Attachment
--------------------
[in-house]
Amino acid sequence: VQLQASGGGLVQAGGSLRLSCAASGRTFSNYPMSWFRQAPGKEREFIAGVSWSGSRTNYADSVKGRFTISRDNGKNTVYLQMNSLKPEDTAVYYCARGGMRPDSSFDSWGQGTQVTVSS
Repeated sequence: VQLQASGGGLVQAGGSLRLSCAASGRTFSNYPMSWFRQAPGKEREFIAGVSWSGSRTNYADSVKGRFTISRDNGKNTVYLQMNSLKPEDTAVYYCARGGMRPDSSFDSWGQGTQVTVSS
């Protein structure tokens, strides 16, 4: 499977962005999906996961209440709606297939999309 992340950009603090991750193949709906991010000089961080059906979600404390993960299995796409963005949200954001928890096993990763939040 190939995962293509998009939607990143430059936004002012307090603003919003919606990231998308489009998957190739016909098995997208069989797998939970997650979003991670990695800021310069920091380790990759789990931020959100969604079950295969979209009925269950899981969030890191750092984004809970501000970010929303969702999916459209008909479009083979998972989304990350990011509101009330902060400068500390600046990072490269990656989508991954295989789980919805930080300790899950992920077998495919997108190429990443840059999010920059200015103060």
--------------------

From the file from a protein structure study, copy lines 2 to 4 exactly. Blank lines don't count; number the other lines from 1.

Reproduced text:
Amino acid sequence: VQLQASGGGLVQAGGSLRLSCAASGRTFSNYPMSWFRQAPGKEREFIAGVSWSGSRTNYADSVKGRFTISRDNGKNTVYLQMNSLKPEDTAVYYCARGGMRPDSSFDSWGQGTQVTVSS
Repeated sequence: VQLQASGGGLVQAGGSLRLSCAASGRTFSNYPMSWFRQAPGKEREFIAGVSWSGSRTNYADSVKGRFTISRDNGKNTVYLQMNSLKPEDTAVYYCARGGMRPDSSFDSWGQGTQVTVSS
């Protein structure tokens, strides 16, 4: 499977962005999906996961209440709606297939999309 992340950009603090991750193949709906991010000089961080059906979600404390993960299995796409963005949200954001928890096993990763939040 190939995962293509998009939607990143430059936004002012307090603003919003919606990231998308489009998957190739016909098995997208069989797998939970997650979003991670990695800021310069920091380790990759789990931020959100969604079950295969979209009925269950899981969030890191750092984004809970501000970010929303969702999916459209008909479009083979998972989304990350990011509101009330902060400068500390600046990072490269990656989508991954295989789980919805930080300790899950992920077998495919997108190429990443840059999010920059200015103060």